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Posts tagged with Confluence

Consider 4 Things Before Choosing a PDF Exporter for Confluence
Nils Bier

Nils Bier on May 19, 2017

Nils Bier

Nils Bier on May 19, 2017

Consider 4 Things Before Choosing a PDF Exporter for Confluence

Confluence is a leader in the content collaboration tool space, allowing entire organizations to access and contribute to information within a single centralized knowledge hub. Sometimes however, Confluence users need to export this documented knowledge as PDFs to fulfill business requirements. Here are four important factors to consider before choosing a Confluence PDF exporter.

The Millennial Future of TechComm
Martin Häberle

Martin Häberle on May 11, 2017

Martin Häberle

Martin Häberle on May 11, 2017

The Millennial Future of TechComm

No one knows what the future of technical writing looks like. You can however get a pretty good idea if you have a look at the characteristics and philosophies of the people who are newly entering the profession. As a teacher of technical writers, I get to see generation Y in action all the time and perhaps my observations about their ideas and reactions to different editorial systems are an indicator of what is to come.

Build Links Into Confluence Images With Scroll ImageMap
Laura Anderson

Laura Anderson on September 8, 2016

Laura Anderson

Laura Anderson on September 8, 2016

Build Links Into Confluence Images With Scroll ImageMap

K15t proudly introduces Scroll ImageMap 2.0, a handy add-on that brings Confluence images to life with multiple clickable link areas and mouseover tooltip regions. With its intuitive graphic editor, ImageMap makes it easy to define circles, rectangles, or complex polygons as clickable regions, and make your Confluence images an engaging, informative experience.

Feedback, Please! - Part 2: Building a Web Help Platform to Get the Crowd Involved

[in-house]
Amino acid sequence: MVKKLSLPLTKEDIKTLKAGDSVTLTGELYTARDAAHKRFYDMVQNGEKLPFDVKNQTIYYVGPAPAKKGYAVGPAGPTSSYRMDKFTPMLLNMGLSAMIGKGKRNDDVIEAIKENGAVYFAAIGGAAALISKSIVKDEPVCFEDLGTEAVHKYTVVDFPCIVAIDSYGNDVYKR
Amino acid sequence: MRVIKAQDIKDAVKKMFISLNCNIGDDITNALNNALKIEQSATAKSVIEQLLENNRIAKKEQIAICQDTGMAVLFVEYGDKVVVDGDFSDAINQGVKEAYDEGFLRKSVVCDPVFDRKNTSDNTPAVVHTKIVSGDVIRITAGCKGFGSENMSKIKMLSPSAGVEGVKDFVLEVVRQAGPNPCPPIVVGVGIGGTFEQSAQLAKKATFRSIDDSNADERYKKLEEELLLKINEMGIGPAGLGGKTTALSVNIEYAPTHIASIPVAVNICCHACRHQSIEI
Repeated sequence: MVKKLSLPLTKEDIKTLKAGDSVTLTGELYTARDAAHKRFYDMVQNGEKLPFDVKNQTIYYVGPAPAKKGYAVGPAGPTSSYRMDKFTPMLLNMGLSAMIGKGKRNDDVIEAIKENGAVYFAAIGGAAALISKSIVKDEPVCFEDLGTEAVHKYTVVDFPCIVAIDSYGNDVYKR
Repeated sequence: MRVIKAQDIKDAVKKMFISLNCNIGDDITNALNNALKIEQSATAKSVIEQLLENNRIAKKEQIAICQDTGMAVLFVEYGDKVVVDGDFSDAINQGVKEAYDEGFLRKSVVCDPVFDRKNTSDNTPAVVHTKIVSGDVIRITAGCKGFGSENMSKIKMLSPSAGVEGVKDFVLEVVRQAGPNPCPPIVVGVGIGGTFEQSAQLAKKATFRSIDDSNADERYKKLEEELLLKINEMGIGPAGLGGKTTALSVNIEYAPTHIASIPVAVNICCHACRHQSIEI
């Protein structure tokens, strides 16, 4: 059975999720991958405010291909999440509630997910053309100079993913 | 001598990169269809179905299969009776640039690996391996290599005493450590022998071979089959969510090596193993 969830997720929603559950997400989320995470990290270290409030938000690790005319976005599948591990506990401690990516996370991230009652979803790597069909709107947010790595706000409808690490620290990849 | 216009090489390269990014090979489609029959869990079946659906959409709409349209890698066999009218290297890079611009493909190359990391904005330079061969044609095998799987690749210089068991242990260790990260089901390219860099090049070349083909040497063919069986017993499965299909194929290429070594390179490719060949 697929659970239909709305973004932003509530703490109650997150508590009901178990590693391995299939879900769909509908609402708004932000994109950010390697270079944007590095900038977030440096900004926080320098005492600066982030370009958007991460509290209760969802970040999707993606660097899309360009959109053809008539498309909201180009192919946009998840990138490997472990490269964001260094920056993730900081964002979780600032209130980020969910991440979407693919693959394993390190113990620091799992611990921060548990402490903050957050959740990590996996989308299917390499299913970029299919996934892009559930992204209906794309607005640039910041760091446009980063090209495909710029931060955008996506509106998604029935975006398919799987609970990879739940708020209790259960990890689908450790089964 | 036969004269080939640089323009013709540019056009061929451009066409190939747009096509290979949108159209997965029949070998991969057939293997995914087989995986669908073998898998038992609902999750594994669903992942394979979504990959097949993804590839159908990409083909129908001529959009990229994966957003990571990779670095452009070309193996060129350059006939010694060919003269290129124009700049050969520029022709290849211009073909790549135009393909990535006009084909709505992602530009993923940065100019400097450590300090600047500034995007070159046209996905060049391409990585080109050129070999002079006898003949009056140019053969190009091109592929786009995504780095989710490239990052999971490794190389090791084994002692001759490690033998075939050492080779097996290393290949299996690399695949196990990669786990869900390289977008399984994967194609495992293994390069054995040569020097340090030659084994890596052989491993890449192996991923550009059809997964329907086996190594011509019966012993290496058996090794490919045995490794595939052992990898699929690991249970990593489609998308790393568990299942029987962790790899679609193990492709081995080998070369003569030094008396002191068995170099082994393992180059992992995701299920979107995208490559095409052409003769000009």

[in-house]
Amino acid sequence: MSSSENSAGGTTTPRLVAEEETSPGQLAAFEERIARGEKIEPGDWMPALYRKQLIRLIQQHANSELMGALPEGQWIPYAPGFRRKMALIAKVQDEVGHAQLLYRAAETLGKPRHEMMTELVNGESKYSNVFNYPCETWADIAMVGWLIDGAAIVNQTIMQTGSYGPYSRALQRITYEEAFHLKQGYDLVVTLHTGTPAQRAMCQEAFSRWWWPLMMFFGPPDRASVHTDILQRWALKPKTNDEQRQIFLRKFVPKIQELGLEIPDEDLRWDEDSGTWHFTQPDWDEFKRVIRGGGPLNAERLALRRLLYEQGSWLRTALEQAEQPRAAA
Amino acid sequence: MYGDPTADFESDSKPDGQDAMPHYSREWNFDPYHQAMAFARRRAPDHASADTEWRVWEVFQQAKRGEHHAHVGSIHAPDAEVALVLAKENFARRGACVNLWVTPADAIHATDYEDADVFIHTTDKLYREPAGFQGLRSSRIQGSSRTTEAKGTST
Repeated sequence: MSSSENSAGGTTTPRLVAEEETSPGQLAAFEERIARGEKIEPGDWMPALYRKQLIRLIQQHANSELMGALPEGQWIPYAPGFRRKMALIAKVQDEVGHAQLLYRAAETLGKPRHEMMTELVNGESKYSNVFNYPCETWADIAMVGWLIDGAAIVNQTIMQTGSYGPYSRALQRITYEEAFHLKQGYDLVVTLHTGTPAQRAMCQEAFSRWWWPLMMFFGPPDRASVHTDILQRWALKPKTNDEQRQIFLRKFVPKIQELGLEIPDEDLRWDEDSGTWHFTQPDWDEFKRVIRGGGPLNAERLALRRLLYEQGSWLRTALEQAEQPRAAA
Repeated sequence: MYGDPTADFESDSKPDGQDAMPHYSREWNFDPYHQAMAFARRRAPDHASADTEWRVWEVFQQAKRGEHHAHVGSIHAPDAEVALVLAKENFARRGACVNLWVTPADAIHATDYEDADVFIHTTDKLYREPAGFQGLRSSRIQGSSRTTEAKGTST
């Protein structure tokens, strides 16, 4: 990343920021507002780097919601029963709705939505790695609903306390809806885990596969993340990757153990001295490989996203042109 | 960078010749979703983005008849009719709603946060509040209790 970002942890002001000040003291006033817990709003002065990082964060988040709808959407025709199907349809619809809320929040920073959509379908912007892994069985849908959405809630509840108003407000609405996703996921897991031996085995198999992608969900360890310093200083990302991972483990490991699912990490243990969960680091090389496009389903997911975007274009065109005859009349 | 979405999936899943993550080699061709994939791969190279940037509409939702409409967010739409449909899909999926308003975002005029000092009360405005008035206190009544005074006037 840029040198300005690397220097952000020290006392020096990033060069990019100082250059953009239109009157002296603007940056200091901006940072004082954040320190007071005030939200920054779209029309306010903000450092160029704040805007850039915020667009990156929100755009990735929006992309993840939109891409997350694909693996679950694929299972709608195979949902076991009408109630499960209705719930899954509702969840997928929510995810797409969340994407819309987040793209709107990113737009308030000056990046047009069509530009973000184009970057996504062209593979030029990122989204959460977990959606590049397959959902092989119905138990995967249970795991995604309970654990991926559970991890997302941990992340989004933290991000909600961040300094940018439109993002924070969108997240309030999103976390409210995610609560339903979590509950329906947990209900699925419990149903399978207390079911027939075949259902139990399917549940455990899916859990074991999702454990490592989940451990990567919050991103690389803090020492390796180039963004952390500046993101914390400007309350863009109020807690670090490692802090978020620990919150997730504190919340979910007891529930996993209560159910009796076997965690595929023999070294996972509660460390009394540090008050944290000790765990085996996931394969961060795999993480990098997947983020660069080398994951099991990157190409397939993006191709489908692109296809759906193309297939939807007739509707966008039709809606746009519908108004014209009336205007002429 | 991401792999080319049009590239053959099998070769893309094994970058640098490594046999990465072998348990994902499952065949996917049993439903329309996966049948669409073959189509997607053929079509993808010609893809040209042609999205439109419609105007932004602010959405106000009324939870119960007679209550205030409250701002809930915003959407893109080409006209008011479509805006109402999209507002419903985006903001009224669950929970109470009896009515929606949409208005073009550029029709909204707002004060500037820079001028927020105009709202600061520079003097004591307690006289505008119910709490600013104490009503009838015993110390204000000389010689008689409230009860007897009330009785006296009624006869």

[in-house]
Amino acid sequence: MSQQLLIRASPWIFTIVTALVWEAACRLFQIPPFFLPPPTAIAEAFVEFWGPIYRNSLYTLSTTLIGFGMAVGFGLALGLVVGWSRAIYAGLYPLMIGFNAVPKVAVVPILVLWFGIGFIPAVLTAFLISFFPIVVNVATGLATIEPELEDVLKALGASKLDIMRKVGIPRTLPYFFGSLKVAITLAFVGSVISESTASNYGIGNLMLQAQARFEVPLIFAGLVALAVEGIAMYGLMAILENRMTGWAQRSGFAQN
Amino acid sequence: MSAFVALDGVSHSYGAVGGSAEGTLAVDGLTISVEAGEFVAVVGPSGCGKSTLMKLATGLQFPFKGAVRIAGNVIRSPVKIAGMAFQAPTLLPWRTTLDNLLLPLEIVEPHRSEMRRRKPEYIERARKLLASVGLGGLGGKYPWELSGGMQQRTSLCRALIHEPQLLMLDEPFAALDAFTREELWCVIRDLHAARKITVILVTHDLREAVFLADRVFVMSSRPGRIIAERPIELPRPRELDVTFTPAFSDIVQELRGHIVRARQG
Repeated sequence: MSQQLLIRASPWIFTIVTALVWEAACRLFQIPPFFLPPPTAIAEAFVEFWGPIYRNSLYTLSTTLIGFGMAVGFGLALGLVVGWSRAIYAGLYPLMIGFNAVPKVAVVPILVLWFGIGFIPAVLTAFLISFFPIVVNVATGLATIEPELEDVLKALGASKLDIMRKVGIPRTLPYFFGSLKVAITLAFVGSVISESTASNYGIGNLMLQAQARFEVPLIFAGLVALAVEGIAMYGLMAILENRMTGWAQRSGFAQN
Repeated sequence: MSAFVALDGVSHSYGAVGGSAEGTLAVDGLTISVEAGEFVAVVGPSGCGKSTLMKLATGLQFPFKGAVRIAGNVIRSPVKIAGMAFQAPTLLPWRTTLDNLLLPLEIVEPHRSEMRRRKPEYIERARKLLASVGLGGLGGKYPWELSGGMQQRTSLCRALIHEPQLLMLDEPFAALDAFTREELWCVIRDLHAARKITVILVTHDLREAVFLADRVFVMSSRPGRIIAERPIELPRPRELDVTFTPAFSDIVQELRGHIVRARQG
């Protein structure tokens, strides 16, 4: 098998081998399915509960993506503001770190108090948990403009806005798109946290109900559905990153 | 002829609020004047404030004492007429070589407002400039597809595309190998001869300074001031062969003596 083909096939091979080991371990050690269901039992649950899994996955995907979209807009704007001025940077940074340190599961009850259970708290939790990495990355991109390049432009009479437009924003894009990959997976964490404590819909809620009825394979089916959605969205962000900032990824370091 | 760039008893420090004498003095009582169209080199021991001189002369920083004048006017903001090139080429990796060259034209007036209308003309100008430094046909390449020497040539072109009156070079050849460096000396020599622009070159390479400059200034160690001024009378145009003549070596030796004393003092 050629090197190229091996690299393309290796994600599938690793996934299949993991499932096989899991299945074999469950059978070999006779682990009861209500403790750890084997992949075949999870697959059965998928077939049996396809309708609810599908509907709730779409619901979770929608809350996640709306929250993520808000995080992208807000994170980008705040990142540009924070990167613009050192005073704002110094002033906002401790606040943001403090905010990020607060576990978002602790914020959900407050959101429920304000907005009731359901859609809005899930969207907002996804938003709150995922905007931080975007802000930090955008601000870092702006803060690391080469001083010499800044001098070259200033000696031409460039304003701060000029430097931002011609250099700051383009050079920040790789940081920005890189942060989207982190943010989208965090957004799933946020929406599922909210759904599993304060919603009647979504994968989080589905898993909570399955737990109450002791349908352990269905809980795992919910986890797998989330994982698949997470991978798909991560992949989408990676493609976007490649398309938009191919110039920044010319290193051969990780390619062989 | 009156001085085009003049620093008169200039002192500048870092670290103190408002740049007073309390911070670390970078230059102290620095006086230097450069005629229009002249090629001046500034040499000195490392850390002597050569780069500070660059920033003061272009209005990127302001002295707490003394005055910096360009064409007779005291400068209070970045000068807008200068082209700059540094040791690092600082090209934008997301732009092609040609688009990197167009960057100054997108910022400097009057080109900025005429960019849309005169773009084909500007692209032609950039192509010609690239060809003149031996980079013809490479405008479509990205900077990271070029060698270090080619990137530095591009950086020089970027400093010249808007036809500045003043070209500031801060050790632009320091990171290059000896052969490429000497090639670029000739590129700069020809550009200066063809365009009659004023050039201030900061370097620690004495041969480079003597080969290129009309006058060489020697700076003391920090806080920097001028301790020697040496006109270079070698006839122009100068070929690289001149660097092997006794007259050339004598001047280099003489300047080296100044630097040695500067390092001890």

Martin Häberle

Martin Häberle on September 3, 2015

Martin Häberle

Martin Häberle on September 3, 2015

Feedback, Please! - Part 2: Building a Web Help Platform to Get the Crowd Involved

“No one reads documentation, and nobody gives feedback on it.” This phrase is bad news for technical communicators – but it’s not the whole story. What actually happens in reality hinges on the way we manage and distribute technical content. (Protip: Host it on the web and invite everyone to get involved). This is the second part in our blog post series https://www.k15t.com/blog/2015/07/feedback-please-why-technical-writing-shouldn-t-be-a-one-way-street about the benefits of crowd-enabled documentation using a collaborative approach. In this post you’ll learn how to get readers’ feedback on documentation easily by building collaborative web-based help content that allows technical communicators to elevate the quality of their work to the next level.

Feedback, Please! - Why Technical Writing Shouldn't Be a One-Way Street
Martin Häberle

Martin Häberle on July 2, 2015

Martin Häberle

Martin Häberle on July 2, 2015

Feedback, Please! - Why Technical Writing Shouldn't Be a One-Way Street